Bottled Letter #3


In this today I am a bambino and you are a gazelle who discovers me in the woods and doesn’t understand. I went away today out beyond the night on my own feet, until a streetcar hauled me from the dark. I kept saying ‘wow’, and crying out. The wind whipped by — moss fell under the wheels. He said he was a rally driver – the red seat thumped to iron music. A huge beach which he pointed at and said ‘we race horses there to celebrate God. It’s a tradition of ours’.

Cut now to my glowing, silver cross, which cuts before me through the murky streets. I round a corner and see trees – huge, palmy green fronds on their white stone friends yes extending up out down the road in all directions. The neon pizza signs kissing the leaves all close and scraggly round the edges. I run across the road and headlights flurry from the gloom and miss me.

The crisp, sharp beer evaporates while children, beaming, funk around their chairs. For free a plate of sausages is brought to my high table where I slipslide eyes on books I am too drunk to read. The lamps are right — in my eyes, lighting up my hair on colour. Without enough money, knowingly, I point to my glass for another. The present tense paws me up and rewards me, and so it goes that I came home just the same. There is nothing so fake as a bad decision — there are only chairs, and love on the chairs, and tomato juice.

A man runs at me and screams my name. I have been recognised and at first I think it is you. It is a stranger, dear Lorenzo. He gestures to his car and I don’t know what it means. I get in the car. He said he was a rally driver, see. One eye on nothing, one up in the air, we speed around the tiny roads, half-hanging from the cliff edge like we want to die. And we say the word, ‘London’, in hushed whispers as the water wets the rockroad and we slip and slide just out of sight of falling. I don’t mind. When a beautiful woman gets in the car, red lipstick, no English, I know I will die tonight. Yet if you turn time forward you will find me clambering out near home, begging to walk the rest of the way. They drive to Heaven. I unlock the gate and put one foot in front of the other. Short walk, but halfway something taps my collar.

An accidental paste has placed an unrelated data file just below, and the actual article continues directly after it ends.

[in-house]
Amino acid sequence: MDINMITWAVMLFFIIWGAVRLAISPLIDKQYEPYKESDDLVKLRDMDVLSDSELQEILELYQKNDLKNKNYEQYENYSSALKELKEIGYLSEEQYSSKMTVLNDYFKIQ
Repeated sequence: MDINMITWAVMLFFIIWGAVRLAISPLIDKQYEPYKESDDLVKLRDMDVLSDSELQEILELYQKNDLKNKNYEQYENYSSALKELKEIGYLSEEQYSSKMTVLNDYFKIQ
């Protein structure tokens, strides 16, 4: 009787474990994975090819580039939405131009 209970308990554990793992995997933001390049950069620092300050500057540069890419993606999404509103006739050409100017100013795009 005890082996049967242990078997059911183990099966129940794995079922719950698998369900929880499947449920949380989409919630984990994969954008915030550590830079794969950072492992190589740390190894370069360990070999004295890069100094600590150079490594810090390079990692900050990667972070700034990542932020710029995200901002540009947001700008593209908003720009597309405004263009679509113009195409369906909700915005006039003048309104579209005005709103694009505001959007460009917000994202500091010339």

Stopped, frozen in the night I dance with summer flies. The moon is so clear that I can see the notmoon, the moon unlit, just from the tiny bit of unseen light that unseen mugs around the edges of it. The whole white, and the sliver, separate from one another, tapestried here a mad distance from any other. I’ve seen the moon before. My eyes open out to tiny globes and stare, like unstalked roseblooms fallen from a basket – laying there. The stars are brighter than I’ve ever seen – laid down on black, no dirt or mud on it. A thousand beaming, lightning stars, so diamond in the void nightwaiting dark. I do believe this is the most light lit the lightless hour ever is. Every inch of sky is stars in Heaven. Every inch too close to me is trees. The redblack distant house marks out my path – my head tracks upwards stars and stars and stars. I make a sound with my throat.

If you follow my footsteps to the house you’ll find me. I am wearing underpants, and looking at photos of you on a laptop. With your name on them a bottle of water, a bedside table, and a long apology are somewhere around here,

[The name is easily readable.]

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